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Working with Omeka

After a brief hiatus from this blog due to an unexpectedly eventful spring break, I return to post some thoughts on a project I’m working on for my digital media class.  This week and next week we will be putting together online exhibits using Omeka.  I’ve been experimenting with Omeka for about a week now, and I’ve come to some initial conclusions.  I find the use of Dublin Core both necessary and incredibly frustrating at the same time.

On one hand, I understand the need for uniformity across the board for all Omeka users.  Dublin Core has certainly developed enough descriptive categories that most users would be hard pressed not to have a way to properly label their uploaded items.  When designing a platform to accommodate so many different users, uploading such a disparate array of items, having a standardized form makes sense.

But at the same time, for a first-time user, it has been challenging.  I’ve been uploading runaway ads from the Pennsylvania Gazette, and sometimes I’ve been unsure of how to fill out the various categories.  For the creator, do I list the newspaper, the individual who placed the ad, or something else?  Similarly, if I convert a page into a PDF and upload it as an item, what do I do if there are more than one runaway ads on that particular page?  I’m hesitant to put too much text into the description, because an excessive wall of text seems counterproductive to the way in which Omeka is set up and the way it uses Dublin Core.  So I guess you could say I’m struggling between understanding the need for uniformity and the problems caused by the rigidity of the descriptive categories.  This also leads me to question just how much variety you have in terms of uploading items.  The categories seem to make it better suited for images than text-based documents, but that might just be due to my inexperience with Omeka.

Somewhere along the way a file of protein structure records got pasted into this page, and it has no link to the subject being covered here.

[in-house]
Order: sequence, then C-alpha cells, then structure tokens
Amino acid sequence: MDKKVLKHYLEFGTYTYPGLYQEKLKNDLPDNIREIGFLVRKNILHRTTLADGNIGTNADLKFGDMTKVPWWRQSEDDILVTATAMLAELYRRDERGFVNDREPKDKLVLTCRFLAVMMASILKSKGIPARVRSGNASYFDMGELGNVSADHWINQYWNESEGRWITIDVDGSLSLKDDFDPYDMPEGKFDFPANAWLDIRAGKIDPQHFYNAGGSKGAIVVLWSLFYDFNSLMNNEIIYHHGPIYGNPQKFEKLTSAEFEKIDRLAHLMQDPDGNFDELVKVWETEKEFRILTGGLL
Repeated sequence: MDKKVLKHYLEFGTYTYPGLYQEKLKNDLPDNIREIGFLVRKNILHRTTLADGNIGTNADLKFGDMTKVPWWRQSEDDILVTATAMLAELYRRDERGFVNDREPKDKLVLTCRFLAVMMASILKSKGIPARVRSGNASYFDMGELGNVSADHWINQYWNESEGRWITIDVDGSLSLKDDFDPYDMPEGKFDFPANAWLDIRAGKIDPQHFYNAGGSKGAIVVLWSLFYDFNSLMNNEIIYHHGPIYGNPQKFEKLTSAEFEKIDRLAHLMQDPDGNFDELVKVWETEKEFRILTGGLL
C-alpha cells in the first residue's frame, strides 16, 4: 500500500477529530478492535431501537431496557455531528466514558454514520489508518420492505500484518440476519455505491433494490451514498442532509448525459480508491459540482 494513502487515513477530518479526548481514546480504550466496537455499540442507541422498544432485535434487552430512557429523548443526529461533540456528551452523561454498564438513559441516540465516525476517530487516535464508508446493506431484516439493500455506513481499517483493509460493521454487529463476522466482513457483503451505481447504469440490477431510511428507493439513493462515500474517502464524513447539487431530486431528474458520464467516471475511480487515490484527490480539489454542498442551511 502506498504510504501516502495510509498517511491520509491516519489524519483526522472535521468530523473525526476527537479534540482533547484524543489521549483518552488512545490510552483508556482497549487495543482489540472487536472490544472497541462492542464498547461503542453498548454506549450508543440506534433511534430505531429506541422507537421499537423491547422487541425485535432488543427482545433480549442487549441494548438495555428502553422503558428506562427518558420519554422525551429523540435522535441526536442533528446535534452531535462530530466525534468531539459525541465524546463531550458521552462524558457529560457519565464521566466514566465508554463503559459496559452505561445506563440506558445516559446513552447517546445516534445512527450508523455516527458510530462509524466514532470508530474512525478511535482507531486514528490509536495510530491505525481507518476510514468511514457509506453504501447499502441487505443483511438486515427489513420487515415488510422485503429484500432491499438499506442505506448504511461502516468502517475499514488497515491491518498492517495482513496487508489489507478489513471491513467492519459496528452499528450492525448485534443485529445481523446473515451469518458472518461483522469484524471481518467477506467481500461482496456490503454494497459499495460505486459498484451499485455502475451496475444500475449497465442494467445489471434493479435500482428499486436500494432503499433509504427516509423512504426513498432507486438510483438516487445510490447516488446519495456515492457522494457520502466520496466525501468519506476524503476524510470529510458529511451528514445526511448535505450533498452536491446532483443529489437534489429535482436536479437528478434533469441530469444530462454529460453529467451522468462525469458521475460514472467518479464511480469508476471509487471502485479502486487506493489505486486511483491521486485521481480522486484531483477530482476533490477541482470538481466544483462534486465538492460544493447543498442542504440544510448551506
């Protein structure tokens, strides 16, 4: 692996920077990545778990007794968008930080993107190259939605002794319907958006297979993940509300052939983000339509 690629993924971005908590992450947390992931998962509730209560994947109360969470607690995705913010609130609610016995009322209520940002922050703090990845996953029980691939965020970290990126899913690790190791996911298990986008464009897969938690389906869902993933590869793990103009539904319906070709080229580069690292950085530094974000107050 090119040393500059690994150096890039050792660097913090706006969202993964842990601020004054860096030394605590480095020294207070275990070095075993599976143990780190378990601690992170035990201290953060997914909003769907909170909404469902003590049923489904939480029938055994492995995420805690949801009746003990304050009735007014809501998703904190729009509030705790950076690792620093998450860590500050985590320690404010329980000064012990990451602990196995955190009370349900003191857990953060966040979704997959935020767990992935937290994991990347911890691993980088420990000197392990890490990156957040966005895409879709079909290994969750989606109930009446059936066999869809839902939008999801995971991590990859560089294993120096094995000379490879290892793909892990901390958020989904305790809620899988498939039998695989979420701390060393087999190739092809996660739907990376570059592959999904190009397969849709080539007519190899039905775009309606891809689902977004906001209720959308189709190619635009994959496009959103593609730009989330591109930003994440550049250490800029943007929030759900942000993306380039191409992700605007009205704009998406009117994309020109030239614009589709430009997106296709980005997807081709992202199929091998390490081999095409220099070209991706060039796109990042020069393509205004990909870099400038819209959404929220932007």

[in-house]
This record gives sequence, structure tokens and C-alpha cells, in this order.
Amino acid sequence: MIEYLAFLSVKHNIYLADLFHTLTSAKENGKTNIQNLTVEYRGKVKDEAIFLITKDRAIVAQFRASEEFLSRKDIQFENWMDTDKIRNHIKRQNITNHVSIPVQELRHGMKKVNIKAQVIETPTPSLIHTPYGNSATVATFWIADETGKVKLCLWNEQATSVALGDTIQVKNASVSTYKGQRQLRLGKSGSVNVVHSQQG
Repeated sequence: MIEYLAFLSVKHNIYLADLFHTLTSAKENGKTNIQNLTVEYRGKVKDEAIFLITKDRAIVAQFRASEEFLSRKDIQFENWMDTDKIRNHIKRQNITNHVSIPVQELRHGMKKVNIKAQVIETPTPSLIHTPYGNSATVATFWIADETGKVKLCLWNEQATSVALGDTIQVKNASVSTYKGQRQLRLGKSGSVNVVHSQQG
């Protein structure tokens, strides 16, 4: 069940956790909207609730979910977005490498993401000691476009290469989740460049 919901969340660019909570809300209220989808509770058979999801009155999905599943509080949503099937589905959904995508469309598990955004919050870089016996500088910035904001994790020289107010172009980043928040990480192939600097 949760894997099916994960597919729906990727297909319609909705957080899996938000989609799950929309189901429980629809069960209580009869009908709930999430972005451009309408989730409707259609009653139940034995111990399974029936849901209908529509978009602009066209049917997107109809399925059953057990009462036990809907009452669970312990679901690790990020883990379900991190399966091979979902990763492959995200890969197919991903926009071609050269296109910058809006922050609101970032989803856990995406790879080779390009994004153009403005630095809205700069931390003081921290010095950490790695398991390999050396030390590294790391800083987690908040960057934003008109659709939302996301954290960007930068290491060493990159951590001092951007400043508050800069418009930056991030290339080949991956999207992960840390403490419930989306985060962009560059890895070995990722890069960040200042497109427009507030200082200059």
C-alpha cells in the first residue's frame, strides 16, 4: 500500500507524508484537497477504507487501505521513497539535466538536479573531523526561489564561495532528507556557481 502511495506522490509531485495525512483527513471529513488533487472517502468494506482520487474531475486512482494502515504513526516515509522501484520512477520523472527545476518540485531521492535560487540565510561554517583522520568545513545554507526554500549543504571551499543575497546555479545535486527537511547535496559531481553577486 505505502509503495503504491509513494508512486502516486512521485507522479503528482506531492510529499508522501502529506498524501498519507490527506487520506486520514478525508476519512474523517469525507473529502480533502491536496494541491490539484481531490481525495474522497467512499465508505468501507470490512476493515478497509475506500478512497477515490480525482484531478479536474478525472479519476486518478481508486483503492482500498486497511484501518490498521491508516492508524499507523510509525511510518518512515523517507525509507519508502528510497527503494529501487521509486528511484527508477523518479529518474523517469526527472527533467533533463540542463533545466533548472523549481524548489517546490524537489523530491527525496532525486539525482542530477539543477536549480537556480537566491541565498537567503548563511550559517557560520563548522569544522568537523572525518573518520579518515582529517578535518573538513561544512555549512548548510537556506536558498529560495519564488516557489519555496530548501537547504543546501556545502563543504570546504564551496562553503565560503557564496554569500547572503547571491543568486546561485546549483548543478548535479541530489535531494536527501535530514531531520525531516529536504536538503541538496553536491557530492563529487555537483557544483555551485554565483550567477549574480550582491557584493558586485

I’m also intrigued by the idea of user-generated data.  To me, this presents a similar challenge to the ability for users to tag pictures on flickr.  On one hand, allowing users to add their own data onto an exhibit item offers the ability to share authority, to connect to the visitors to the exhibit site, and, in some cases, to gain a greater, more in-depth description of a particular item.  But considering the specificity inherent in the Dublin Core classification, it seems to run contrary to the variance that could come from user-generated data.  Additionally, when you’re uploading something very specific, like a runaway ad, the terms and data can be precise.  I could see potential problems having individuals place their own terms on something like that.

I suppose this raises larger questions about who has the authority to classify these items.  Should it only be the professionals, who have the training and background necessary to input data, or are these artificial distinctions that limit the ability for historical exhibits to reach a wider audience because of some notion of a gate-keeper who holds authority?

Categories: Full Post, HIST 479
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